Economists have warned that the U.S. is on the precipice of a recession for months — and although one has yet to materialize, many companies are already bracing for a downturn, announcing hiring freezes, layoffs, and in some extreme cases, rescinding job offers.
Finding a job in this chaotic landscape requires a more creative approach: As companies scale back their hiring budgets, it's important to market yourself as an indispensable employee, one who can help companies be more efficient or profitable even during an economic crisis.
There are three kinds of "recession-proof" candidates that are in demand no matter what shape the economy is in, Jeff Hyman, an executive recruiter of 25 years, tells CNBC Make It: makers, shakers and takers.
Throughout his career Hyman, who is also the CEO of Recruit Rockstars, an executive search firm, has interviewed more than 30,000 job candidates, and has found that those who position themselves as one of these three types of employees are the ones who best insulate themselves against economic turmoil.
Makers tend to possess strong analytical and computer programming skills, while shakers have strong communication and presentation skills. Takers typically need to have a natural aptitude for mathematics and statistics as well as top-tier problem-solving abilities.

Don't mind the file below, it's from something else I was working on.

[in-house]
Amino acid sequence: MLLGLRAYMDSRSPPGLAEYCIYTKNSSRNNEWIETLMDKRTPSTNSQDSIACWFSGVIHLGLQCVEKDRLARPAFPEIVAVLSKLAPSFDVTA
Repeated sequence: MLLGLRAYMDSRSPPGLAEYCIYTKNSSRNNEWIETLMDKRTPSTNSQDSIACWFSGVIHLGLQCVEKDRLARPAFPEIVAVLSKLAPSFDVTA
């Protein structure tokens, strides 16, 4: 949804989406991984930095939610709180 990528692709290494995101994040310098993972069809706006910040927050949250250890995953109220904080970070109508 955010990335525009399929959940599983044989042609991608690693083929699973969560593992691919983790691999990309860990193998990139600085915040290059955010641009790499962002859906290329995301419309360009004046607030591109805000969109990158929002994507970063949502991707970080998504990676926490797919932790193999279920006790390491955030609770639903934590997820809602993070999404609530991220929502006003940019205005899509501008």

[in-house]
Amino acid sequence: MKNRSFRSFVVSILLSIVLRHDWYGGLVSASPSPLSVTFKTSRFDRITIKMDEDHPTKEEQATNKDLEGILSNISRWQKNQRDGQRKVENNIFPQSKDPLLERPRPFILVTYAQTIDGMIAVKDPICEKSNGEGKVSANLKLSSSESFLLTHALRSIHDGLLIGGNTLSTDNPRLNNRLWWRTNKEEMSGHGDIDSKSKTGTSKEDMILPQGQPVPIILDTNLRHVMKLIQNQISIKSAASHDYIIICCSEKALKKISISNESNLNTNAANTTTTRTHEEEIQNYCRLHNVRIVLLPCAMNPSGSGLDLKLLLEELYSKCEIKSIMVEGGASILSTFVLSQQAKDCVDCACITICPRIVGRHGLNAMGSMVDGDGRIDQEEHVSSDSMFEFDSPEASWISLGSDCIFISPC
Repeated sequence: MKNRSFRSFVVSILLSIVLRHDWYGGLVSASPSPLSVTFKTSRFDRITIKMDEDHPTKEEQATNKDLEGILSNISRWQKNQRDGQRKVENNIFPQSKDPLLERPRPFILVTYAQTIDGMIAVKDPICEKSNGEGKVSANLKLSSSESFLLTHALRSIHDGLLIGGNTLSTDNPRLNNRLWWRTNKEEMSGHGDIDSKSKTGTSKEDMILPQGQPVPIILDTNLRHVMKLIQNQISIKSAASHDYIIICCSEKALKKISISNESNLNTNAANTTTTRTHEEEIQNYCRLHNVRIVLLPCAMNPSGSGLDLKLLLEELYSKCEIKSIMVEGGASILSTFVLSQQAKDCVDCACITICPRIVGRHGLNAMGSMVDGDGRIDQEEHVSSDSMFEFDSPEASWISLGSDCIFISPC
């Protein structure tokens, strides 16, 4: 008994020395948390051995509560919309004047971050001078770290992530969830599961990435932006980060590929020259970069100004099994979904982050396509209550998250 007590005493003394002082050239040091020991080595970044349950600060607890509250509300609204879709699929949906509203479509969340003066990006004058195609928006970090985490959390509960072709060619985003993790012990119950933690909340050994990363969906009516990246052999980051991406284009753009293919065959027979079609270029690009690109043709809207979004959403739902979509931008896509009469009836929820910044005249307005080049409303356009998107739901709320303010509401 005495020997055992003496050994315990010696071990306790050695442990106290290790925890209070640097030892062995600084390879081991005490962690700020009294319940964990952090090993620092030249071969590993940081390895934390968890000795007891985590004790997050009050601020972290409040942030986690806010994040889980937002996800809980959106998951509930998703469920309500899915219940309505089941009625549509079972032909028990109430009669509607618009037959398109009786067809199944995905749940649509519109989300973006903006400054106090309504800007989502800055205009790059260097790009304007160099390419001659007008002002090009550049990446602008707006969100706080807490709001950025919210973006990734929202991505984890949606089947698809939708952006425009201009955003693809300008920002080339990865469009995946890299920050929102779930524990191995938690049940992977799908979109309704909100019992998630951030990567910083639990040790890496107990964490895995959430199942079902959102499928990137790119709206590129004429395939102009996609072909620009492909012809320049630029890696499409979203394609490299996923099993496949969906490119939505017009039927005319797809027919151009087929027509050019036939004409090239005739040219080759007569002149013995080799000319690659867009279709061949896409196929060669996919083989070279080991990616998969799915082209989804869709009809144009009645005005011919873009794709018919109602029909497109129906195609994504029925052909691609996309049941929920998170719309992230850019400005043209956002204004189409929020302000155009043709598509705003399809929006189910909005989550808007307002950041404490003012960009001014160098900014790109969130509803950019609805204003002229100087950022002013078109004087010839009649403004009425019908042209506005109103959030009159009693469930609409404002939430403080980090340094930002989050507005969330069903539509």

"The closer you identify with one of these three core types of occupations, the more likely it is that you will have a successful job search, or, if you like the role you are currently in, that you will retain your job," Hyman says.
That's because these roles all have a consistent focus and help businesses improve their bottom line, Hyman explains, either by reducing costs or boosting revenue.
To align yourself with one of these three categories, start with your resume: The skills section of your resume should reflect the in-demand hard, soft and transferable skills of the job category you identify with the most.
Hyman recommends using bullet points under each work experience to highlight clear, quantifiable achievements and results, rather than describing your job responsibilities.
"Ask yourself: 'How did I grow or retain business?'" he explains. "It could be that you helped acquire new customers, trained entry-level employees, increased revenue or reduced cost – really any kind of data points that will instantly impress the reader and make them think, 'Wow, they kicked butt in this role, and can show proof of their value,'" Hyman explains.
It's also important to highlight specific examples of how you contribute to a team and the business's goals during a job interview.
"You want to demonstrate to the hiring manager that what you do has a direct impact on the company's bottom line, whether it's driving revenue up or expenses down," he says. "The most valuable, standout candidates during a downturn are the ones who enable their team to be more efficient and who are willing to work hard to help the business stay afloat even during tough times."